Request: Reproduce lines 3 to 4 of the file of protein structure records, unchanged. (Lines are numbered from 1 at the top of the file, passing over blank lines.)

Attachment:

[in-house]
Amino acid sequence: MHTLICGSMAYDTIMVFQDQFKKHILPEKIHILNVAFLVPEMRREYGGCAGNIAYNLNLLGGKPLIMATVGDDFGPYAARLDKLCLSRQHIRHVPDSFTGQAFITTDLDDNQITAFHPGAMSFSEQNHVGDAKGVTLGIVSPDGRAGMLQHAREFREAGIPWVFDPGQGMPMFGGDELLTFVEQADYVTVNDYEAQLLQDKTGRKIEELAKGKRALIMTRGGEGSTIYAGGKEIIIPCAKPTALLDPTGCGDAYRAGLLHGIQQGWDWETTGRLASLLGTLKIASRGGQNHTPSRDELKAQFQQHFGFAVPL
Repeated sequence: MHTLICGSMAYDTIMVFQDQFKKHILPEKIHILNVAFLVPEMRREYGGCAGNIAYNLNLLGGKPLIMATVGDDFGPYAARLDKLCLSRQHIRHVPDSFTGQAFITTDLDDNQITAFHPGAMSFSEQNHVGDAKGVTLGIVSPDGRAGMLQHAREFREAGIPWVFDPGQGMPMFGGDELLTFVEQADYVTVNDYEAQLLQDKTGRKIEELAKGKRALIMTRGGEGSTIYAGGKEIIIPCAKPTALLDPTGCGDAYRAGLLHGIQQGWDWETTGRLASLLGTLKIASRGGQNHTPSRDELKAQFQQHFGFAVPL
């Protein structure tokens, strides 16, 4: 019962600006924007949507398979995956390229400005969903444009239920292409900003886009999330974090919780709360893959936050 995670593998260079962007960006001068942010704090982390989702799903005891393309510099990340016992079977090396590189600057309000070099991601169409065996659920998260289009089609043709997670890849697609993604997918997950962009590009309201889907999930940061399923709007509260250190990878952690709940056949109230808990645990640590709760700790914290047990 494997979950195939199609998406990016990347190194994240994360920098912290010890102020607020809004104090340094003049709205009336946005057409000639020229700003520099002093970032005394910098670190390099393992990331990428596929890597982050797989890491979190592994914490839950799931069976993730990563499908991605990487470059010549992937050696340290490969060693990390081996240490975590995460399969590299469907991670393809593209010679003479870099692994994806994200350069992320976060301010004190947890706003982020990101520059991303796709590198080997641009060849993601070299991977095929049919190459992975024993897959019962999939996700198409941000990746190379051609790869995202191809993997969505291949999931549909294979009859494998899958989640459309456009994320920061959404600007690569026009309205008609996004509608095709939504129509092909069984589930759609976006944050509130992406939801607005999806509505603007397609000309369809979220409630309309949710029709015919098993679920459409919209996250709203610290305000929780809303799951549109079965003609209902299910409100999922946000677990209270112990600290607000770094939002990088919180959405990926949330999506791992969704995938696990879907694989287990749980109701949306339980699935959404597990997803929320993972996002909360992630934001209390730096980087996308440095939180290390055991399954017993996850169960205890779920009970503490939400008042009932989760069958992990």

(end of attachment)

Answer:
Repeated sequence: MHTLICGSMAYDTIMVFQDQFKKHILPEKIHILNVAFLVPEMRREYGGCAGNIAYNLNLLGGKPLIMATVGDDFGPYAARLDKLCLSRQHIRHVPDSFTGQAFITTDLDDNQITAFHPGAMSFSEQNHVGDAKGVTLGIVSPDGRAGMLQHAREFREAGIPWVFDPGQGMPMFGGDELLTFVEQADYVTVNDYEAQLLQDKTGRKIEELAKGKRALIMTRGGEGSTIYAGGKEIIIPCAKPTALLDPTGCGDAYRAGLLHGIQQGWDWETTGRLASLLGTLKIASRGGQNHTPSRDELKAQFQQHFGFAVPL
């Protein structure tokens, strides 16, 4: 019962600006924007949507398979995956390229400005969903444009239920292409900003886009999330974090919780709360893959936050 995670593998260079962007960006001068942010704090982390989702799903005891393309510099990340016992079977090396590189600057309000070099991601169409065996659920998260289009089609043709997670890849697609993604997918997950962009590009309201889907999930940061399923709007509260250190990878952690709940056949109230808990645990640590709760700790914290047990 494997979950195939199609998406990016990347190194994240994360920098912290010890102020607020809004104090340094003049709205009336946005057409000639020229700003520099002093970032005394910098670190390099393992990331990428596929890597982050797989890491979190592994914490839950799931069976993730990563499908991605990487470059010549992937050696340290490969060693990390081996240490975590995460399969590299469907991670393809593209010679003479870099692994994806994200350069992320976060301010004190947890706003982020990101520059991303796709590198080997641009060849993601070299991977095929049919190459992975024993897959019962999939996700198409941000990746190379051609790869995202191809993997969505291949999931549909294979009859494998899958989640459309456009994320920061959404600007690569026009309205008609996004509608095709939504129509092909069984589930759609976006944050509130992406939801607005999806509505603007397609000309369809979220409630309309949710029709015919098993679920459409919209996250709203610290305000929780809303799951549109079965003609209902299910409100999922946000677990209270112990600290607000770094939002990088919180959405990926949330999506791992969704995938696990879907694989287990749980109701949306339980699935959404597990997803929320993972996002909360992630934001209390730096980087996308440095939180290390055991399954017993996850169960205890779920009970503490939400008042009932989760069958992990």